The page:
Fluoride Action Network

Port Hope: Cameco reports two leaks

Source: Northumerland Today | July 7th, 2009 | By JOYCE CASSIN
Industry type: Nuclear Industry

One leak was discovered at Cameco on June 26 and a second leak on Monday, says Rebecca Peters, superintendent of compliance and licensing for Cameco Port Hope.

She told Port Hope council Tuesday night the first incident involved a Freon leak into the cooling water.

“There was a pinhole leak in the heat exchange and Freon went into the water, and water into the Freon,” Peters said.

Although she said Cameco did not know how long the pipe had been leaking, no concerns had been raised about the health of the employees, either by the employees or the regulators.

“The piece was taken out of service right away,” Peters said. “The area was shut down immediately.”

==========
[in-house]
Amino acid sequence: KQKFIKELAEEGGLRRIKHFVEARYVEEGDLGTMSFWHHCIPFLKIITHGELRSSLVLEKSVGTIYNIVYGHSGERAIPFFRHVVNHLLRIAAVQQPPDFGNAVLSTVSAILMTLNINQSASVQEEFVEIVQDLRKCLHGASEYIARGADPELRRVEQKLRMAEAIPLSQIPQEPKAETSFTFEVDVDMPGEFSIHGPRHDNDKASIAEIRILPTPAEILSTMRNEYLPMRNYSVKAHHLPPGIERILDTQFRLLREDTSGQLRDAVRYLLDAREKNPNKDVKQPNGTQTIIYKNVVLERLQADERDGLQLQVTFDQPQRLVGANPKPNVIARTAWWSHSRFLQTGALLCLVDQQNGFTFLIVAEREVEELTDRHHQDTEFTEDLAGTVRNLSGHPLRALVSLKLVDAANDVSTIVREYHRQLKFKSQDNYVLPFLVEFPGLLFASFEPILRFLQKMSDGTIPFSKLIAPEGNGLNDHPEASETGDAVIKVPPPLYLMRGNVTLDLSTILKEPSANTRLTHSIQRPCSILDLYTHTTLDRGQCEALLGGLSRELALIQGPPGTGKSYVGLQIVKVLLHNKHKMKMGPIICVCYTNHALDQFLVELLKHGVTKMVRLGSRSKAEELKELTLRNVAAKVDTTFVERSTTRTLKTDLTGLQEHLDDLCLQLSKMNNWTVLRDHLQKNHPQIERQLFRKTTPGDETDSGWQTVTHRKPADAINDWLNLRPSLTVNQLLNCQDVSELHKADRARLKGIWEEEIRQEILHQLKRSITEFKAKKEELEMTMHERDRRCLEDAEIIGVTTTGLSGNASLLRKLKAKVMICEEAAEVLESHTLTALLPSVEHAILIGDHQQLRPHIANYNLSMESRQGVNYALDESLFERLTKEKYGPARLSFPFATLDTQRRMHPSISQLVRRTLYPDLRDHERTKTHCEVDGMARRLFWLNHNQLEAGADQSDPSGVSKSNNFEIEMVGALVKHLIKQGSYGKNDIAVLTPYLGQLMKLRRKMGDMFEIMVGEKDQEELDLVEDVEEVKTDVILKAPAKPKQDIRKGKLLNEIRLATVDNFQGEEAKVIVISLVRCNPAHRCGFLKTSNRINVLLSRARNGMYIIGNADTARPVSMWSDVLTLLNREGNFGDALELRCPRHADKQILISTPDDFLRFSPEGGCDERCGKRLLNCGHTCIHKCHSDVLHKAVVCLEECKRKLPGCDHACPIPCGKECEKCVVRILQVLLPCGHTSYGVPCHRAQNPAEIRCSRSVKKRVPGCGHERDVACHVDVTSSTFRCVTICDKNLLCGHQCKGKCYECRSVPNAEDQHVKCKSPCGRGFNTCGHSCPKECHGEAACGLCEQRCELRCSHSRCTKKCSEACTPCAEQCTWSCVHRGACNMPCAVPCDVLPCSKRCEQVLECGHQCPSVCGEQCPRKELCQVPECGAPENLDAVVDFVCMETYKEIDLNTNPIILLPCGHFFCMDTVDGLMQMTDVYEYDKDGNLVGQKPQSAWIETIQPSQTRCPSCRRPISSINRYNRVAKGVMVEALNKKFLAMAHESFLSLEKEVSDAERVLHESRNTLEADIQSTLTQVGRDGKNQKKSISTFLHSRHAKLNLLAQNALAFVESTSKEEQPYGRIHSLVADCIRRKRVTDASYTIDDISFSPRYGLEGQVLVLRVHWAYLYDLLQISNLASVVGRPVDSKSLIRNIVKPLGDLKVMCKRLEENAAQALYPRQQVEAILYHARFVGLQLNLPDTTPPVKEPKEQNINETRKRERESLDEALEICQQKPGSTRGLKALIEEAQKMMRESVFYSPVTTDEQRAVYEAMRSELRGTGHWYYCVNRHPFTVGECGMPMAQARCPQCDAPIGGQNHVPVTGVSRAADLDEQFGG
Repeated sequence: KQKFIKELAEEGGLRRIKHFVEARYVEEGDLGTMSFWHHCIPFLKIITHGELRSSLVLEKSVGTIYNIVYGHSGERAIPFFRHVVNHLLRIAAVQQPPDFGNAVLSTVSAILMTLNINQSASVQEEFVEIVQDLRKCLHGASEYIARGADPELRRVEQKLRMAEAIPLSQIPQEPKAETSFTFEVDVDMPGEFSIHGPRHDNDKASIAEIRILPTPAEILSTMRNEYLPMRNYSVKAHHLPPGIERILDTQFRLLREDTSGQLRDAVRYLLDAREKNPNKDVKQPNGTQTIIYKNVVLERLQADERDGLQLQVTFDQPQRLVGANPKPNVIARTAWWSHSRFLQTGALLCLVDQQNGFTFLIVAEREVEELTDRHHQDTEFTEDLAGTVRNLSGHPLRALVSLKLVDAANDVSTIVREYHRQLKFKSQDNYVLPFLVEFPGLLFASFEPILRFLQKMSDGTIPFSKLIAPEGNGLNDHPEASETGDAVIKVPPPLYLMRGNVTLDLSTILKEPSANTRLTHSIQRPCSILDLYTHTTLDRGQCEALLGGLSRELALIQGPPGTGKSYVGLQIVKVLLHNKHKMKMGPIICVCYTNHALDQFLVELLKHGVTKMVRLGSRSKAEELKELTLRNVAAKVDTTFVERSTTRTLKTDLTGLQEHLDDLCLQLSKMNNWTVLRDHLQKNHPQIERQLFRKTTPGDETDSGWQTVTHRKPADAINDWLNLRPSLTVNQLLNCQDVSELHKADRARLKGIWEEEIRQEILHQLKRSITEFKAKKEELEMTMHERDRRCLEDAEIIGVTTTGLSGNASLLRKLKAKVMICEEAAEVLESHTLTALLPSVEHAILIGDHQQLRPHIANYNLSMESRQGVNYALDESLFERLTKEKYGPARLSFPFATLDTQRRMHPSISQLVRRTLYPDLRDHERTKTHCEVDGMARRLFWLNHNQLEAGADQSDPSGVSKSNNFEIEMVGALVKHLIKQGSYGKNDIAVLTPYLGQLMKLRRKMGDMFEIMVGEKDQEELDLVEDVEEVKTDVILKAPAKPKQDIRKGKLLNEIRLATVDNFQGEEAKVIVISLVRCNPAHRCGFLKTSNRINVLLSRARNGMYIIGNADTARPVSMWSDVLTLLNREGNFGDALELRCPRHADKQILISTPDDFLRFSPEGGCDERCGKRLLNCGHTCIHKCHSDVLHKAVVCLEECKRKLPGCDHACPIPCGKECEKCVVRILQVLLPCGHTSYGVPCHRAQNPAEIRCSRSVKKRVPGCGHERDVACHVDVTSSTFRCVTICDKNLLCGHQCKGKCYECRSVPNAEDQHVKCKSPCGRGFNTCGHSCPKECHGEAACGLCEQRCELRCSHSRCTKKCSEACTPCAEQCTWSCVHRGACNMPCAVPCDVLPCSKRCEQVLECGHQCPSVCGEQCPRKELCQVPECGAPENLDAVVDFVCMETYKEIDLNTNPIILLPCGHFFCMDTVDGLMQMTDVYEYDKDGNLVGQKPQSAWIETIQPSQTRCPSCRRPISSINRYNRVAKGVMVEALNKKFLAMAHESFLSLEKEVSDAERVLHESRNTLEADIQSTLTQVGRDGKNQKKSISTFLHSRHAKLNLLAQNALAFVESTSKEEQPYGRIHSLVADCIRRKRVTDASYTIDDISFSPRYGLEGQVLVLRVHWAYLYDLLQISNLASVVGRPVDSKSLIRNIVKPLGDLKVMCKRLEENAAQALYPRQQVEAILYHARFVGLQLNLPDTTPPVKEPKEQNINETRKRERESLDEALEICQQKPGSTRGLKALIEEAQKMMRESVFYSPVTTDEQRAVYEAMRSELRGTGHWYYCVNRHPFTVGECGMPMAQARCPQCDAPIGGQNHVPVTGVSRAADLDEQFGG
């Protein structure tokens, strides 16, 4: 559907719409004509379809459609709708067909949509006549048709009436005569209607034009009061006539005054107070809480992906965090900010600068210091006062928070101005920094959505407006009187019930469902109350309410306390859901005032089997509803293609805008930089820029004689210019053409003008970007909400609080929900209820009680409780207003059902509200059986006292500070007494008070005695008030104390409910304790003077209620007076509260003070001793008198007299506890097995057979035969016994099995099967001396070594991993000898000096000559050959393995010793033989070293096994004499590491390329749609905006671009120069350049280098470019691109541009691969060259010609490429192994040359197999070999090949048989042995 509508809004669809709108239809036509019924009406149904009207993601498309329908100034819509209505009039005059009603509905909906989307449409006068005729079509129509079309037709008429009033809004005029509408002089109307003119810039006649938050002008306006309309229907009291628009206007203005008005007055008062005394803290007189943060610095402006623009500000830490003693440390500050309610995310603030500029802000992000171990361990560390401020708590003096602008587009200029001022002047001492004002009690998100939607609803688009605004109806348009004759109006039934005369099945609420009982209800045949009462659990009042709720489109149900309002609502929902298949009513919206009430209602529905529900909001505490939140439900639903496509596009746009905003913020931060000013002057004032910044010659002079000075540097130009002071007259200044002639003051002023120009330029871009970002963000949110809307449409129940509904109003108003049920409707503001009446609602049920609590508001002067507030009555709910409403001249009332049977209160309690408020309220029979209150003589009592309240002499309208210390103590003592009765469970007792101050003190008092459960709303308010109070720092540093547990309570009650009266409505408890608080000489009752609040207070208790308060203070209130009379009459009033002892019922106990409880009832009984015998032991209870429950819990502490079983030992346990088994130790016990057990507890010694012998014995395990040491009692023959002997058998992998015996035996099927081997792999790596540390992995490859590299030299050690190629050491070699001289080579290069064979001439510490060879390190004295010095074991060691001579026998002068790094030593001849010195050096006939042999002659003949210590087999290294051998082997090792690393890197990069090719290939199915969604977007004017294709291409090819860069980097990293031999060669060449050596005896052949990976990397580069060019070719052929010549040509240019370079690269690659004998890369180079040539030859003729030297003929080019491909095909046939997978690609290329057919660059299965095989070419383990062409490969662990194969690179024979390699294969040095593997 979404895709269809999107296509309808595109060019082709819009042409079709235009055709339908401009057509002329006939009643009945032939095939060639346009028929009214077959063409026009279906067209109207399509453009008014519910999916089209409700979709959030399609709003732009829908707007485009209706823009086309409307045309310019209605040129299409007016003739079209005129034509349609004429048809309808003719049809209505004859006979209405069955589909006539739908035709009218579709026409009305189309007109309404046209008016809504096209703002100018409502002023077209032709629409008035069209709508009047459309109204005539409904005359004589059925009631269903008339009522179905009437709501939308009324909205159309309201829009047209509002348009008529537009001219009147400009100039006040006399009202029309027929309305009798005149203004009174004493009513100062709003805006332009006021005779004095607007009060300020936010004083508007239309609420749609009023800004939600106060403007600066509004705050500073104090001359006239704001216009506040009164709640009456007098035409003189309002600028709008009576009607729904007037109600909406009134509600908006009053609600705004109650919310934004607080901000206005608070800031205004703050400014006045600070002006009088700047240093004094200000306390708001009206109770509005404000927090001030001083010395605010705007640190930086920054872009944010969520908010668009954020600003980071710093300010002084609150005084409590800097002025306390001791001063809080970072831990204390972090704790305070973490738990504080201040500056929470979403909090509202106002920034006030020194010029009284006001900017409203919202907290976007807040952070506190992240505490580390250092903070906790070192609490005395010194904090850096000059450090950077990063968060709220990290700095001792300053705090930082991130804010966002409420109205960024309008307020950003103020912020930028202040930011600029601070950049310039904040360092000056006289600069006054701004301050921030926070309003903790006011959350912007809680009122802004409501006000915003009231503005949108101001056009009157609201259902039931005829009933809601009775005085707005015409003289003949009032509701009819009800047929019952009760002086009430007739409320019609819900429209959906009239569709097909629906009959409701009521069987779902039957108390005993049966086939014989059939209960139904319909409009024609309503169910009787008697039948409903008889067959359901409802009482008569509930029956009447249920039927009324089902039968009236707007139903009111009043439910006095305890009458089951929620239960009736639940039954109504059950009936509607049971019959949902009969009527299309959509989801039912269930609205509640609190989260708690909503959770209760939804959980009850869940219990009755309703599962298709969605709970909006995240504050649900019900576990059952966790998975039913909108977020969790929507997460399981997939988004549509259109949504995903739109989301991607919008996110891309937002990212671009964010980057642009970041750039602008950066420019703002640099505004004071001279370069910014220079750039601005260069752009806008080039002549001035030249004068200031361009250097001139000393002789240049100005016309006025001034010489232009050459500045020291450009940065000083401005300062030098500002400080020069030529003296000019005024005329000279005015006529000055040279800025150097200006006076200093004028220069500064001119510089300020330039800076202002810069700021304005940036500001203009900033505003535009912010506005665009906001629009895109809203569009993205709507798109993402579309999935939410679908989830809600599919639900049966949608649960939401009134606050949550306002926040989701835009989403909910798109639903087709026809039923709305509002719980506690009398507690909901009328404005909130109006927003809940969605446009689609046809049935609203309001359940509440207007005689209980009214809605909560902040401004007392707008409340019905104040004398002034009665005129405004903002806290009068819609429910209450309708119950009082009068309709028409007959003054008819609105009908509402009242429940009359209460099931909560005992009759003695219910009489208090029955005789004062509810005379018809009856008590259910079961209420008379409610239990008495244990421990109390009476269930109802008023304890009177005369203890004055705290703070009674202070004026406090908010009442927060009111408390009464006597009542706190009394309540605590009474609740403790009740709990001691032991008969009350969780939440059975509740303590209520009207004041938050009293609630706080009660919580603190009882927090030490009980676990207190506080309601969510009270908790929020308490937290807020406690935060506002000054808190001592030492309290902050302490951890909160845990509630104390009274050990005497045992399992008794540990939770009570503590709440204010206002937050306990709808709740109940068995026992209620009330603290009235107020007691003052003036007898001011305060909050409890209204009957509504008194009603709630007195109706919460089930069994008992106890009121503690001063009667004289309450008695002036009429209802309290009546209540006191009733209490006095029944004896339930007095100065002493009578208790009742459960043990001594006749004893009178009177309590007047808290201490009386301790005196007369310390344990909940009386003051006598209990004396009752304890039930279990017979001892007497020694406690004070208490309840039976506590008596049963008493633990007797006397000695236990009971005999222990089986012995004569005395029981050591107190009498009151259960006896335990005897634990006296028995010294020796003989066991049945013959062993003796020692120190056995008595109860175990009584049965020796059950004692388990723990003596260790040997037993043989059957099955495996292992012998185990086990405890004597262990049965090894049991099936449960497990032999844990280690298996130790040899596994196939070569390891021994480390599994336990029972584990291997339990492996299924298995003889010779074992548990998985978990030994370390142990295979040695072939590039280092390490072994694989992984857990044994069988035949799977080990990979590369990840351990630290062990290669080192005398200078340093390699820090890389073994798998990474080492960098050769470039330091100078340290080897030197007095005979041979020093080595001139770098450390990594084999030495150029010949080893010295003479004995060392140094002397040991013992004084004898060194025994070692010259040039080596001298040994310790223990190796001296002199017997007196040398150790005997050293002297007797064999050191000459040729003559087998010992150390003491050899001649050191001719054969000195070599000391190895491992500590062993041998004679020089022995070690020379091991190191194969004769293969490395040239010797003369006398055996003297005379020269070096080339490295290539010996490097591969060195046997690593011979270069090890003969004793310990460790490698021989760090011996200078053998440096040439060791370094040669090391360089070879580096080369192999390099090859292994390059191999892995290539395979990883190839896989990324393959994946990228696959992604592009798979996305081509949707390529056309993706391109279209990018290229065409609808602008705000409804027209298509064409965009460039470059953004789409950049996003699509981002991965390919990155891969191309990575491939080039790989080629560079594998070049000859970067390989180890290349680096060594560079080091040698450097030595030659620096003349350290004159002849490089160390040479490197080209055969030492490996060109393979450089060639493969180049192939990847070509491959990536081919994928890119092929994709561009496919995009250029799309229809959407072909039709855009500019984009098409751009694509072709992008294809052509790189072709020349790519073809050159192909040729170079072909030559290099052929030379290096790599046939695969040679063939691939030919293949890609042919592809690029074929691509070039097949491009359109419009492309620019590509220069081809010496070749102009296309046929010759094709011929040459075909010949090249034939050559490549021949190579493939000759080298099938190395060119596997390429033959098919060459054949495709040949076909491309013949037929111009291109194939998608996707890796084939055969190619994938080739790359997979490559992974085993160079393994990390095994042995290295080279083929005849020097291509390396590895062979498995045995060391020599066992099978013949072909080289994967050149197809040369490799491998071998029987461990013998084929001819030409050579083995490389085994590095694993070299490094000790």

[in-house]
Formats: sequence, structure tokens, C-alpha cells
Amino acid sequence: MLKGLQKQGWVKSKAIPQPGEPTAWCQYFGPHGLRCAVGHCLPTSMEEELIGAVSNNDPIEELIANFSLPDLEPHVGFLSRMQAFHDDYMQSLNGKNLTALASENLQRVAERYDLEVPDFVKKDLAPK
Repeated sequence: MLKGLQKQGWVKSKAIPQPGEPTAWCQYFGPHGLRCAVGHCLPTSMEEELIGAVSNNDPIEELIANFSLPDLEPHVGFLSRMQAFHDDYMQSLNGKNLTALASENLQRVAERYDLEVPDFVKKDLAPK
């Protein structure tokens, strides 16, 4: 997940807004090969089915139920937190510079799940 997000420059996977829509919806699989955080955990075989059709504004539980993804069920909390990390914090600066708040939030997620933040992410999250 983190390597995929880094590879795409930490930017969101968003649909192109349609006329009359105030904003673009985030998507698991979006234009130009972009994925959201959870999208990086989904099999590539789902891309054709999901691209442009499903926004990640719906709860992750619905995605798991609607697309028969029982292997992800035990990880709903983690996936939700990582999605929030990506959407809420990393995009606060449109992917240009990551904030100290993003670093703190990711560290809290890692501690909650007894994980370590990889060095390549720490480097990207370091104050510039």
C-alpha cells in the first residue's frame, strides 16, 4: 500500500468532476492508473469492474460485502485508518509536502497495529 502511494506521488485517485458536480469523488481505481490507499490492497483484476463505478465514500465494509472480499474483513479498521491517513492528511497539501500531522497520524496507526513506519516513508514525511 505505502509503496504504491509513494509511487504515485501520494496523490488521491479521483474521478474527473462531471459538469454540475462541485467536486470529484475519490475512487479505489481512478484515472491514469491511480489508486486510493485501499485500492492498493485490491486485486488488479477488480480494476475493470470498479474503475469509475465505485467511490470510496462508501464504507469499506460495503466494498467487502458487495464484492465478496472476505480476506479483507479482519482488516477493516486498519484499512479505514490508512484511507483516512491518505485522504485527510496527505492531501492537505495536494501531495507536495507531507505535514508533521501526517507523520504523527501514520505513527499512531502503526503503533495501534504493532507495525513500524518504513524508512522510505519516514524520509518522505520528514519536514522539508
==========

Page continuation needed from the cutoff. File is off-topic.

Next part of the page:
She said the second leak occurred in a different area of the uranium hexafluoride plant, on a different piece of equipment.

“The one identified yesterday (Monday) leaked Freon into the air,” Peters said.

She added there was also fluorine leaking, but not so that it was noticeable.

“And our employees know what fluorine smells like,” Peters said.

Having two leaks within two weeks is a concern for Cameco, Peters said.

“We’re looking at ways to better monitor this type of equipment,” said Peters. “Both these incidents are being investigated by Cameco.”

She also reported earlier issues concerning elevated fenceline gamma at the Dorset Street East warehouse have now been resolved.

“Our investigation found that movement of drums within the building caused this increase,” Peters said. “We have changed the organization of drums, including those used as shielding, which has resulted in consistent monitoring results below 20 uSV/hr.”

She says that in the future, site radiation protection staff will be directly involved with the movement of materials at this site to prevent future reoccurrence of this type of increase.

These issues aside, Peters said Cameco’s emissions continue to be a small fraction of the regulatory limit and there were no “reportable” incidents in the first quarter of 2009.